Translation as Transhumance

French translator Mireille Gansel won the 2016 French Voices Award and the 2017 English PEN Translation Award for this elegant, extended essay that muses on humanistic approaches to translation. Her reflections are based on her personal and professional experience. As survivors of the Jewish internment camps of World War II, Gansel's family avoided speaking German--it represented the "barbed-wire fences and watchtowers of history." As an adult, Gansel learned to appreciate the underlying beauty and lyricism of her family's native tongue through the happy prewar memories of an aunt.

Gansel discovered that intimate involvement--living, breathing and talking poetry with the people creating it--in the process of translation provided "the clay from which I could fashion my own interior language." While studying and working with poet and translator Reiner Kunze, Gansel learned how exile affected the language of expression. This played a role in how she interpreted the works of Nelly Sachs, a German Jewish exile whose experience of Nazism provoked her to write eloquently of the pain and suffering of the Jewish people. While using an ethnologist's approach in translating the poetry of the mountain people of Vietnam, Gansel gained a deeper emotional understanding of the language's musicality of expression, absorbing its rhythms, cadences and registers.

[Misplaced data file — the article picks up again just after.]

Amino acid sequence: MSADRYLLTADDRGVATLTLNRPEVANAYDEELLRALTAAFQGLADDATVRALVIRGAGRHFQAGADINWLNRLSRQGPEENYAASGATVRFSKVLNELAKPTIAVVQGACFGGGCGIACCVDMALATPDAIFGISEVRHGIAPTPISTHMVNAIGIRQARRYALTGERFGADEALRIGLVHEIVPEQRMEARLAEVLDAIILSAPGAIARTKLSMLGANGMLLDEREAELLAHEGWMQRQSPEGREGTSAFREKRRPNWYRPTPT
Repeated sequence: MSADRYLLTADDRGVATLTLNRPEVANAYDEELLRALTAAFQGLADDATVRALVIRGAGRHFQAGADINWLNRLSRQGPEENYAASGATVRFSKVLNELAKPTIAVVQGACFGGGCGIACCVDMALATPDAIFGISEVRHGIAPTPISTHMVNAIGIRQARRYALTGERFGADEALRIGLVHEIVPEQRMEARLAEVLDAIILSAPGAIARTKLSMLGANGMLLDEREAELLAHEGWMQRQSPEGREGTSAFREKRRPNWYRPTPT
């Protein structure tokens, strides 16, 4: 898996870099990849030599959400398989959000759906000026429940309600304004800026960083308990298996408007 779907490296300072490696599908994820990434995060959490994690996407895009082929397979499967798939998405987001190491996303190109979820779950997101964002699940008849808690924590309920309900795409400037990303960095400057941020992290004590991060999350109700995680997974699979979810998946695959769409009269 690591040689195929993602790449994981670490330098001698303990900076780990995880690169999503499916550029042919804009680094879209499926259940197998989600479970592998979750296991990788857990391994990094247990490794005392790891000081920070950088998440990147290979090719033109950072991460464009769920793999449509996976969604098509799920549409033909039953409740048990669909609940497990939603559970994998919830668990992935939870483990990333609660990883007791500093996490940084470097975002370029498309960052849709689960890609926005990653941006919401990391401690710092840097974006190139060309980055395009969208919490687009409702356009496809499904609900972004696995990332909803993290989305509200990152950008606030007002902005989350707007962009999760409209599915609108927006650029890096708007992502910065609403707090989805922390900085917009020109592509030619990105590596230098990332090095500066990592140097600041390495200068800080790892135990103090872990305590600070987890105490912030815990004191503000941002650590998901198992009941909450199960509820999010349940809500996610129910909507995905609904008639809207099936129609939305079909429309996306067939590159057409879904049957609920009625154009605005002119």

In applying such humanistic approaches, Gansel found that translation transcends language to offer universalities of meaning. And Ros Schwartz's English translation of Gansel serves to bear out the poet's (or in this case, the translator's) vision: "I was the one who had everything to learn, everything to understand, from the other." --Nancy Powell, freelance writer and technical consultant

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